Financial Daily from THE HINDU group of publications
Saturday, Aug 21, 2004
Industry & Economy
Medical Institutions & Hospitals
Healthcare on Hiranandanis' radar
P.T. Jyothi Datta
Mumbai , Aug. 20
"IT was not even a dream that Hiranandanis will create a hospital some day," says 87-year old Dr L.H. Hiranandani, a Padmabushan award winner and renowned ENT surgeon.
But having recently established the 130-bed multi-speciality Dr L.H. Hiranandani Hospital at Powai, Mumbai the Hiranandani Group, spearheaded by Dr Hiranandani's sons, clearly has healthcare on its radar.
With a strong presence in the real estate and construction segment, the estimated Rs 520-crore group is looking at other local and international projects in the healthcare segment, Mr Surendra Hiranandani, Managing Director of the group, told Business Line.
"We are looking at project management services to set up hospitals and manage them. We have a couple of proposals from Hyderabad, besides an international project in another country," he said, unwilling to divulge any details.
Meanwhile, the estimated Rs 70-crore Mumbai-project started its operations earlier this month. The hospital offers secondary and tertiary care, along with the ambulatory care facilities - that reduce hospital stay, by allowing patients to take treatment during the day and go home by night.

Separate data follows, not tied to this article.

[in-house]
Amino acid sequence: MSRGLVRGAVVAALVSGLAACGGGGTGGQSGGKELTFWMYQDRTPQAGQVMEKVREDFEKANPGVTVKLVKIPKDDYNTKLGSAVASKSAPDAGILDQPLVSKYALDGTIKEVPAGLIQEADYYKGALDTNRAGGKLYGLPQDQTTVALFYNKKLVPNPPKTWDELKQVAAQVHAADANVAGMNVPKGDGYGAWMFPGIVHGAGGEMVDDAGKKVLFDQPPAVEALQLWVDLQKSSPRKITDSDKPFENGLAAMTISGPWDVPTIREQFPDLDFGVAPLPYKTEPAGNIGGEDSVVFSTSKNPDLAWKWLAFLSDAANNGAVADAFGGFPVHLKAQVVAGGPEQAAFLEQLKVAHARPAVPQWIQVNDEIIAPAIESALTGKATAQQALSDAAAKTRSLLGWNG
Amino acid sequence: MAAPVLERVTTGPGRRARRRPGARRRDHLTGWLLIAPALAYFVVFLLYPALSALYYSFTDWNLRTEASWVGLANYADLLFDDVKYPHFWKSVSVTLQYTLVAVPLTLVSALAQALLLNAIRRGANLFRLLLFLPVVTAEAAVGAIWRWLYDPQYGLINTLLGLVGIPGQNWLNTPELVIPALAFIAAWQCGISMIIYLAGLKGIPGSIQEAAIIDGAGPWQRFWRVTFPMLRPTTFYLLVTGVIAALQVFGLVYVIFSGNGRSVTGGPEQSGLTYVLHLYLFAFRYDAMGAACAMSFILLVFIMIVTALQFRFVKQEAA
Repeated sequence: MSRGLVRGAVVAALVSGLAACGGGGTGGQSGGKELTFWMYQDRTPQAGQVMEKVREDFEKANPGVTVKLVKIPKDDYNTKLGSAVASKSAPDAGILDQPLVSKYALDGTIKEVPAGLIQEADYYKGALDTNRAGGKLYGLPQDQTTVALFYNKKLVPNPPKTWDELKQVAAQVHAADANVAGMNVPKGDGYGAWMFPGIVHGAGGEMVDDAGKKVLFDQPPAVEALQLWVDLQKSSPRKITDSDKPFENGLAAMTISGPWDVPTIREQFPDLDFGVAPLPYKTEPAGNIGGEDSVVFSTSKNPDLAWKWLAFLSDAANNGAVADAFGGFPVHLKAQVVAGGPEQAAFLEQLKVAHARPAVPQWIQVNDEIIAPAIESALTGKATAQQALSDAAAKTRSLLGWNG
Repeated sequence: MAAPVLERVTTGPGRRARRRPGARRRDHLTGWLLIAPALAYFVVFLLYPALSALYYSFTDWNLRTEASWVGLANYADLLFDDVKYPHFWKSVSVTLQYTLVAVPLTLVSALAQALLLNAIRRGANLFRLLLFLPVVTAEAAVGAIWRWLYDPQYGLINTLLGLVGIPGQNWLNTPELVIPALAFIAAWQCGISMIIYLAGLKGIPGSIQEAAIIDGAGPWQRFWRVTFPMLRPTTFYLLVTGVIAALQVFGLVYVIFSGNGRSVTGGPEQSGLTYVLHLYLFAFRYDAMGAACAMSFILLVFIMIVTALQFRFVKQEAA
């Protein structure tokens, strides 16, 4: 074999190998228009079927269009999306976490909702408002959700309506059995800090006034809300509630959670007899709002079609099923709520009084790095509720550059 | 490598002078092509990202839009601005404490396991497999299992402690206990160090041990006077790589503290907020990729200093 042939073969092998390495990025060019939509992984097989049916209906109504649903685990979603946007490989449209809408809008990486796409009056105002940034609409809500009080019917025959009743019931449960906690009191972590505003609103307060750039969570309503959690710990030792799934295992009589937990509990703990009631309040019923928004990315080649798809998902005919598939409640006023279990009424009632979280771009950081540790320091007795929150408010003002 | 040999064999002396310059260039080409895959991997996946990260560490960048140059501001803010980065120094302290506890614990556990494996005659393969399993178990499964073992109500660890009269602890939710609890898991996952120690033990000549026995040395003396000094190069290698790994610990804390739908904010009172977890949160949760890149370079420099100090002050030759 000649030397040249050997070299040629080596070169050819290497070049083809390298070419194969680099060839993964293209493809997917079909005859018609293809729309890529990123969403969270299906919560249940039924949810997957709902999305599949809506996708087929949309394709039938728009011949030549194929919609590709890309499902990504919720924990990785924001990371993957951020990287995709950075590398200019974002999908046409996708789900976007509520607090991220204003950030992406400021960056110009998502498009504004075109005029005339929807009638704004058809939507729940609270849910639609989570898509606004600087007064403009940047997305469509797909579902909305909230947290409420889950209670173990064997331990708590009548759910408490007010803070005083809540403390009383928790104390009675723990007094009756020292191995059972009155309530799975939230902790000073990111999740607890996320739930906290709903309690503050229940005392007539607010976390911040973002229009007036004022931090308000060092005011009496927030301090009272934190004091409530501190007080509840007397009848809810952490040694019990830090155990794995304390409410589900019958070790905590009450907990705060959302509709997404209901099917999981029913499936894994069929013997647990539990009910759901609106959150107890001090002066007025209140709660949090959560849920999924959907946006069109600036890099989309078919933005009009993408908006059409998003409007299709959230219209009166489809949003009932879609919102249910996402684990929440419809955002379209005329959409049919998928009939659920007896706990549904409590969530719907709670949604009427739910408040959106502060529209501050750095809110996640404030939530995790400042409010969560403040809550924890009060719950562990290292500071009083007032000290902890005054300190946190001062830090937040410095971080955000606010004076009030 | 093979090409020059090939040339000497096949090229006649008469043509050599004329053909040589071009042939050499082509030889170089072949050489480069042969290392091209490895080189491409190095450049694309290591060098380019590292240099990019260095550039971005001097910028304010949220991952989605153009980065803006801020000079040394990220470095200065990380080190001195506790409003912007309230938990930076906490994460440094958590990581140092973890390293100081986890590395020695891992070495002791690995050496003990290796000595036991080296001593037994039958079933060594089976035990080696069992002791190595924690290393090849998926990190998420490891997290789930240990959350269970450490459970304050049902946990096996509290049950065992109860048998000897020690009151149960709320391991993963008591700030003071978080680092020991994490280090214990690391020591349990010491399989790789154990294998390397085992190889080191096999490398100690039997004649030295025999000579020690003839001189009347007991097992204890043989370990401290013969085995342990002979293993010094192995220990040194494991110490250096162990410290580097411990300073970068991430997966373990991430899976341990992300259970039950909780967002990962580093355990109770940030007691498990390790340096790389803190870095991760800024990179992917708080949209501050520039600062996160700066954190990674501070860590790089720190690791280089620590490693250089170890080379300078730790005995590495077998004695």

Dr Sujit Chatterjee, Chief Executive Officer of the hospital, said that the institution catered to several medical disciplines and 37 of the 130 beds were dedicated to critical care.
Dr Hiranandani said that the hospital has over 120 doctors and 130 nurses and plans were on the anvil to set up a nursing college under the aegis of SNDT College.
Further, he pointed out that the hospital conformed to international standards by way of bed to space ratio.
Responding to a query on people still finding it difficult to afford treatment at corporate hospitals, he said: "As it is a charitable trust hospital, 10 per cent of the people treated in general and 30 per cent of critical care would be for free. But finally, the care of people who cannot afford will have to be taken up by the State.
``The numbers are so large that even the best of hospitals will not be able to cater to their needs. The Government will have to increase its spending on health and provide some sort of a healthcare scheme."
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